As the webmistress hasn’t slept for ages, this space has languished. Today it’s being used to host comments that may arise from a photo-polemic on aerial bombardment, published here on the fourth anniversary of the war in Iraq.
A couple of related links: • A Sevenfold increase in the yearly rate of fatal jihadist attacks: http://www.motherjones.com/news/featurex/2007/03/iraq_effect_1.html • Only 18% of Iraqia said they had confidence in US and coalition troops, and 51% said they thought attacks on coalition forces were justified: http://news.bbc.co.uk/2/hi/middle_east/6464277.stm
BLAIR, BUSH, HOWARD(?) COULD FACE PROBE AT THE HAGUE
TONY Blair could face the prospect of an International Criminal Court investigation for alleged coalition war crimes in Iraq.
The court's chief prosecutor said at the weekend that he would be willing to launch an inquiry and could envisage a scenario in which the British Prime Minister and US President George Bush could one day face charges at The Hague.
Luis Moreno-Ocampo urged Arab countries, particularly Iraq, to sign up to the court to enable allegations against the West to be pursued. Iraq's ambassador to the United Nations said that his country was actively considering signing up.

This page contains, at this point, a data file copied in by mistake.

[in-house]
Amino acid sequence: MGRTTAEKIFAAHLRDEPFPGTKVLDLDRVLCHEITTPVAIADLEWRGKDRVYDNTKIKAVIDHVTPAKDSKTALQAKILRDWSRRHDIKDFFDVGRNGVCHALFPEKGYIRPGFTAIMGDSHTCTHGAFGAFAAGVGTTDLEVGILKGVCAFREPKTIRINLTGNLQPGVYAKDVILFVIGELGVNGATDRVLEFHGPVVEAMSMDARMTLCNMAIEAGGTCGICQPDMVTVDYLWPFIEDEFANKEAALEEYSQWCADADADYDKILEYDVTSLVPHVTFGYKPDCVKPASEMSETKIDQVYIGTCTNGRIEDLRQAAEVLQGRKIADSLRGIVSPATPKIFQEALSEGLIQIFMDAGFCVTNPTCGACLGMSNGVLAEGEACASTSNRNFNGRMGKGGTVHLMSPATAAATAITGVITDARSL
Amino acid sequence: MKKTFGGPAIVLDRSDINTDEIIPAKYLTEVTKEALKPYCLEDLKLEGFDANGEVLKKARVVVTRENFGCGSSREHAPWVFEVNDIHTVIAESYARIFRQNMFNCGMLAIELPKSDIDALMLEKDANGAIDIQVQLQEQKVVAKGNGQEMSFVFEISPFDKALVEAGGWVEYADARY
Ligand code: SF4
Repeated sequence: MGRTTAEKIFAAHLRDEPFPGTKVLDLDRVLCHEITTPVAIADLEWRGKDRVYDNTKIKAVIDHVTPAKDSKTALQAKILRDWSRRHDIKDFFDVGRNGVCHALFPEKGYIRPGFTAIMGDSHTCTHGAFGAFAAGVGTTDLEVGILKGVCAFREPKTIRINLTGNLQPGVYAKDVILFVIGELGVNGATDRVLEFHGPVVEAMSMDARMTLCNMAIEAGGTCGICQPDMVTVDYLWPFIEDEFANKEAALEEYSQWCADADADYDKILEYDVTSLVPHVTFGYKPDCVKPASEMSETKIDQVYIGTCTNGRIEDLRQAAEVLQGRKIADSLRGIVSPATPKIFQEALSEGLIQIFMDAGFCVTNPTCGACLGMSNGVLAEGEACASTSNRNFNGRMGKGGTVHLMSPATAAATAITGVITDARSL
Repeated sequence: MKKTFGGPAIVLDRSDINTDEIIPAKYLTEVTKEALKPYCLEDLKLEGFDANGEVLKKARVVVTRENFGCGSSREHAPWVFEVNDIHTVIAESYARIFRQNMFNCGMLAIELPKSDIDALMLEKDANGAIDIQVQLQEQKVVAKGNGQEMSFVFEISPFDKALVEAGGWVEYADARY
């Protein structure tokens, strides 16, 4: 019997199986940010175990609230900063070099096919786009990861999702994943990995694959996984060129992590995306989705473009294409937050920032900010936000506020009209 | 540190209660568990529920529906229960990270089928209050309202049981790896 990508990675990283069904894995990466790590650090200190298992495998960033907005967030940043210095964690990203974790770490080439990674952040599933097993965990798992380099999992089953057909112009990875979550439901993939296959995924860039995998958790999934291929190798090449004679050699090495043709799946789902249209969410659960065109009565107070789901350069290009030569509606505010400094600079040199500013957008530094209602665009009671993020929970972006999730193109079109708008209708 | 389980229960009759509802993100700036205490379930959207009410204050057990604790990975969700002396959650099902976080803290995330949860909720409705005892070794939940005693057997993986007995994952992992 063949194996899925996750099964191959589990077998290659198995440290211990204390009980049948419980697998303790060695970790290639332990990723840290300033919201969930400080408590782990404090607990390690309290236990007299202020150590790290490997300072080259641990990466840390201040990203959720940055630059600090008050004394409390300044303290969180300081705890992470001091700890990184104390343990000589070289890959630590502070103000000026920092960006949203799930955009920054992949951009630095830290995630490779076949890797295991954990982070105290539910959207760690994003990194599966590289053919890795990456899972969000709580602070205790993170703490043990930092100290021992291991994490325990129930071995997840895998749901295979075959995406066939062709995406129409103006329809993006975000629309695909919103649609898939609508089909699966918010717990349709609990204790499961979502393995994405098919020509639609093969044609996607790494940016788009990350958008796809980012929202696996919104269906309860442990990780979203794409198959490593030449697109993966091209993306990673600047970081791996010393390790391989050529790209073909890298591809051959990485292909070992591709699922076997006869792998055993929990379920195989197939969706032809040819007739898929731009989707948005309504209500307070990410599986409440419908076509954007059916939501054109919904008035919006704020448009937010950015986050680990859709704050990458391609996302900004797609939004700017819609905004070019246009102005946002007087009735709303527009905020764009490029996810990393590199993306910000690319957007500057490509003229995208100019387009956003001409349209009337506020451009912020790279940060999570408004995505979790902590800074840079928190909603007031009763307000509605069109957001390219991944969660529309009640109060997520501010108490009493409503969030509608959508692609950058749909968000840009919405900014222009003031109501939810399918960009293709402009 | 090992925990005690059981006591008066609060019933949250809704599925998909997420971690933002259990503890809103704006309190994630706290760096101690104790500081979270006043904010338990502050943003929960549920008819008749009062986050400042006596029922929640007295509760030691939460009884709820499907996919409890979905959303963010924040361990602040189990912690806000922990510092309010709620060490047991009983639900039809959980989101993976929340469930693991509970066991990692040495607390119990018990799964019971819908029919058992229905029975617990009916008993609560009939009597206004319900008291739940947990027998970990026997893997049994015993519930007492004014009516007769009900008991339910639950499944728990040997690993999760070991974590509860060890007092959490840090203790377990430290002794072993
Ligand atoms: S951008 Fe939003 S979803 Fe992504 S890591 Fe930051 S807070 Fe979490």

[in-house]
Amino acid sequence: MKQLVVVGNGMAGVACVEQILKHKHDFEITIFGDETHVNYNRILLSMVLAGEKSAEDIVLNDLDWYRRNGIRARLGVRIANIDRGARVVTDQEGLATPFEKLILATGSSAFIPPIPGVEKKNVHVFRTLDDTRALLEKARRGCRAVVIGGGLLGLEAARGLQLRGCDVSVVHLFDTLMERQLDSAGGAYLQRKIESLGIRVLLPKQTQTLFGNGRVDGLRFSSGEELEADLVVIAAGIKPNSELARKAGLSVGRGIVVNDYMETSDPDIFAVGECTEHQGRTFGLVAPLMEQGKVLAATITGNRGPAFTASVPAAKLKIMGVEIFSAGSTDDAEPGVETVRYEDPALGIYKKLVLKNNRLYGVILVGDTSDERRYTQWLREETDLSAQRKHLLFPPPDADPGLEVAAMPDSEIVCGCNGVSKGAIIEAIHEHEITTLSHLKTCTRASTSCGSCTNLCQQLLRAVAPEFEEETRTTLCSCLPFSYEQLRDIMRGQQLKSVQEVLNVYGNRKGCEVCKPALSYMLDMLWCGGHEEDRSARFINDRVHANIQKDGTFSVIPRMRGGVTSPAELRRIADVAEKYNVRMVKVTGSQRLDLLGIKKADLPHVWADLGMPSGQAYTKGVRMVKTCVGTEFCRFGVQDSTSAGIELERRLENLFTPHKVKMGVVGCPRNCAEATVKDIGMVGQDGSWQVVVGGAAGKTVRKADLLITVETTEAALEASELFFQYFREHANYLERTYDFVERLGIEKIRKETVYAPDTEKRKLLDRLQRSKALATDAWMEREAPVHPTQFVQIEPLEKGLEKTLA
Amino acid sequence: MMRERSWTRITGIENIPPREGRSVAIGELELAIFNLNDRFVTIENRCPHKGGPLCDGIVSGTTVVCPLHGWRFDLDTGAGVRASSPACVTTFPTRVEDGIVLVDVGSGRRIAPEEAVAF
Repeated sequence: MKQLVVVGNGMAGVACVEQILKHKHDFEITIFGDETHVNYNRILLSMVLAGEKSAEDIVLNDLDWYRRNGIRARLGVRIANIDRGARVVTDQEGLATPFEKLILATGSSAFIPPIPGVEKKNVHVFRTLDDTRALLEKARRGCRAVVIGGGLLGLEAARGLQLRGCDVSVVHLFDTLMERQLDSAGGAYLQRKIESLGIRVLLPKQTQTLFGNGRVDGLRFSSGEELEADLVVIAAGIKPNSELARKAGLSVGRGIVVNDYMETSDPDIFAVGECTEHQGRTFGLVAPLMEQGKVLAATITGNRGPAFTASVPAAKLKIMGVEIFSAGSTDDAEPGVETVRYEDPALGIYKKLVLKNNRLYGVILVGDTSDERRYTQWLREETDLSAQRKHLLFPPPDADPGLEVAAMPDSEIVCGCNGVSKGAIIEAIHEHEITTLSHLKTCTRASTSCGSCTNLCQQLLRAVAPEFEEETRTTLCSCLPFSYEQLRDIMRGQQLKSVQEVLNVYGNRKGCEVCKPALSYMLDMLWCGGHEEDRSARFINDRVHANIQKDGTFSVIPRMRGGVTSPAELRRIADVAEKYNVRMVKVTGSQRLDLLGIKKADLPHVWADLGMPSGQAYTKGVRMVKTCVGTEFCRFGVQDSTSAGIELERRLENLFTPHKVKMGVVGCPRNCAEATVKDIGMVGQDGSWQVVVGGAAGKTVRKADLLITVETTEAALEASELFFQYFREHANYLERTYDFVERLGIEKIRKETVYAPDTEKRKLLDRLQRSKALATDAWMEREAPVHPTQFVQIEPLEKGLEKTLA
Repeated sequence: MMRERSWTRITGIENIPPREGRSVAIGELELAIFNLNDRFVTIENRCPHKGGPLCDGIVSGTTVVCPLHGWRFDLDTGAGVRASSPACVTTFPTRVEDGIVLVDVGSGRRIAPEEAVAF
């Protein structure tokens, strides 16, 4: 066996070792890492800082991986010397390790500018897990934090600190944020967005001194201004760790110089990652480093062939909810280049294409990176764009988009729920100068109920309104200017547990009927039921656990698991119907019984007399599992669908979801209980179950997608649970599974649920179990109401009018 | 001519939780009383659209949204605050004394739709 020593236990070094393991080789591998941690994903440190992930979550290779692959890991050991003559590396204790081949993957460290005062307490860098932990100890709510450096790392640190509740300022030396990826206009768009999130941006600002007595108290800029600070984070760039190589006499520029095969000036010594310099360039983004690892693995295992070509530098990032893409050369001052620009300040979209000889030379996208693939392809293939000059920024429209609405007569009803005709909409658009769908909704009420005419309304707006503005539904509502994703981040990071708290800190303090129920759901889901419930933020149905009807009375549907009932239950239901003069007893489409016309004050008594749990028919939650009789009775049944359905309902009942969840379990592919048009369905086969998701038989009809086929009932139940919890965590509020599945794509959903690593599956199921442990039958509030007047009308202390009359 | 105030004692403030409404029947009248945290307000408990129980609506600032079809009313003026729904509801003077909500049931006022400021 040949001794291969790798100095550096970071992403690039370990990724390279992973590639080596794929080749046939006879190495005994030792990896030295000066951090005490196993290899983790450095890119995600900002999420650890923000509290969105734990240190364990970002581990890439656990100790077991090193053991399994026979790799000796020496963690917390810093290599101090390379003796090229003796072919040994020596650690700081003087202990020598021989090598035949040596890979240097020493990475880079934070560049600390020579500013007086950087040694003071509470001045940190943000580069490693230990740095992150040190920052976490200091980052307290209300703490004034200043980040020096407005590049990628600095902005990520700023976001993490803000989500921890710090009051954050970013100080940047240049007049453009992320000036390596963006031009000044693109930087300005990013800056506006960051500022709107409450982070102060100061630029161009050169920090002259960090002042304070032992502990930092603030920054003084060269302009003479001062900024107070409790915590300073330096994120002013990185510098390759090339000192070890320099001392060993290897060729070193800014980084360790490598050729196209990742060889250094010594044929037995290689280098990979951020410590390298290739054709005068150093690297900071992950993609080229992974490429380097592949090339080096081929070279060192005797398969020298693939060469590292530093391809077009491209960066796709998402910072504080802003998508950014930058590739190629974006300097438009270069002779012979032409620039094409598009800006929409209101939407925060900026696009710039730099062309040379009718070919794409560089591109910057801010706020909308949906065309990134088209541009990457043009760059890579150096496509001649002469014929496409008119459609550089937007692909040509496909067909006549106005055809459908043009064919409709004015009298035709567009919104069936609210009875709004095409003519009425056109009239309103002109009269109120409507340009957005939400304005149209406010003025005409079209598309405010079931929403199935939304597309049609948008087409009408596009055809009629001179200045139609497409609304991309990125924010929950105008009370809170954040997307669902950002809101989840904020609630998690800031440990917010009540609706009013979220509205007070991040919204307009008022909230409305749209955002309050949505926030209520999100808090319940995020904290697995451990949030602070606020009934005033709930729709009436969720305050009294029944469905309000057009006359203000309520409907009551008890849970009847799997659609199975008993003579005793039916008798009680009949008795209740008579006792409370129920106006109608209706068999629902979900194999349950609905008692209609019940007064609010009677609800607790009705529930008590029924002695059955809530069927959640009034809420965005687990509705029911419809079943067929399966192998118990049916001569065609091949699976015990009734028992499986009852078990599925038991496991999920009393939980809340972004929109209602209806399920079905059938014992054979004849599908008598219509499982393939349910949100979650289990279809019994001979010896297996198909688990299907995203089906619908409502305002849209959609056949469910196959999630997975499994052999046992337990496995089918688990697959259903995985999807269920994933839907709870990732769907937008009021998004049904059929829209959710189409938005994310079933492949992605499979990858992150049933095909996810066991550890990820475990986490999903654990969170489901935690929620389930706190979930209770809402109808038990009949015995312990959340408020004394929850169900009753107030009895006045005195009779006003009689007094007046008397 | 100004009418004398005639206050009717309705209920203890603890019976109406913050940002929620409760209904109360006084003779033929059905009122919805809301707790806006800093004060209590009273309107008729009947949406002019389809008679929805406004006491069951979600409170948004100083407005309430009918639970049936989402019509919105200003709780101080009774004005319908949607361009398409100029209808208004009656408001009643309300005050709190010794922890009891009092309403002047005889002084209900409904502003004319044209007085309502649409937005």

The US has refused to accept the court's jurisdiction and is unlikely to hand over any of its citizens to face trial. However, Britain has signed up and the Government has indicated its willingness to tackle accusations of war crimes against a number of British soldiers.
Mr Moreno-Ocampo said it was frustrating that the court was viewed in the Arab world as biased in favour of the West.
Asked whether he could envisage a situation in which Mr Blair and Mr Bush found themselves in the dock answering charges of war crimes in Iraq, he replied: "Of course, that could be a possibility … whatever country joins the court can know that whoever commits a crime in their country could be prosecuted by me."
Human rights lawyers remain sceptical about whether charges will ever be brought.
Some Muslim countries have criticised what they claim is the court's reluctance to deal with offences committed by Western governments. Sudan has called for the court to investigate coalition actions in Iraq